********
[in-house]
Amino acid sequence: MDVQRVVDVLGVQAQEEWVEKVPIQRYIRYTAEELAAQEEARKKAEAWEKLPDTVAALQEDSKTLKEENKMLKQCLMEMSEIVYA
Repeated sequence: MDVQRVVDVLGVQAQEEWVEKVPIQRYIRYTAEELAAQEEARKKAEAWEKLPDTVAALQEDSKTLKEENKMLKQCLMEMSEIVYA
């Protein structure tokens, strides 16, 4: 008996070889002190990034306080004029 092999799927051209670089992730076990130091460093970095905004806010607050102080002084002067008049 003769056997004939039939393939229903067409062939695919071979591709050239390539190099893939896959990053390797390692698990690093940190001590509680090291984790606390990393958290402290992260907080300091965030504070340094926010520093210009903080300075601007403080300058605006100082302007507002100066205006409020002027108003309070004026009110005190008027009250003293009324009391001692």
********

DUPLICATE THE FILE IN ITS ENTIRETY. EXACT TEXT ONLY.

[in-house]
Amino acid sequence: MDVQRVVDVLGVQAQEEWVEKVPIQRYIRYTAEELAAQEEARKKAEAWEKLPDTVAALQEDSKTLKEENKMLKQCLMEMSEIVYA
Repeated sequence: MDVQRVVDVLGVQAQEEWVEKVPIQRYIRYTAEELAAQEEARKKAEAWEKLPDTVAALQEDSKTLKEENKMLKQCLMEMSEIVYA
């Protein structure tokens, strides 16, 4: 008996070889002190990034306080004029 092999799927051209670089992730076990130091460093970095905004806010607050102080002084002067008049 003769056997004939039939393939229903067409062939695919071979591709050239390539190099893939896959990053390797390692698990690093940190001590509680090291984790606390990393958290402290992260907080300091965030504070340094926010520093210009903080300075601007403080300058605006100082302007507002100066205006409020002027108003309070004026009110005190008027009250003293009324009391001692």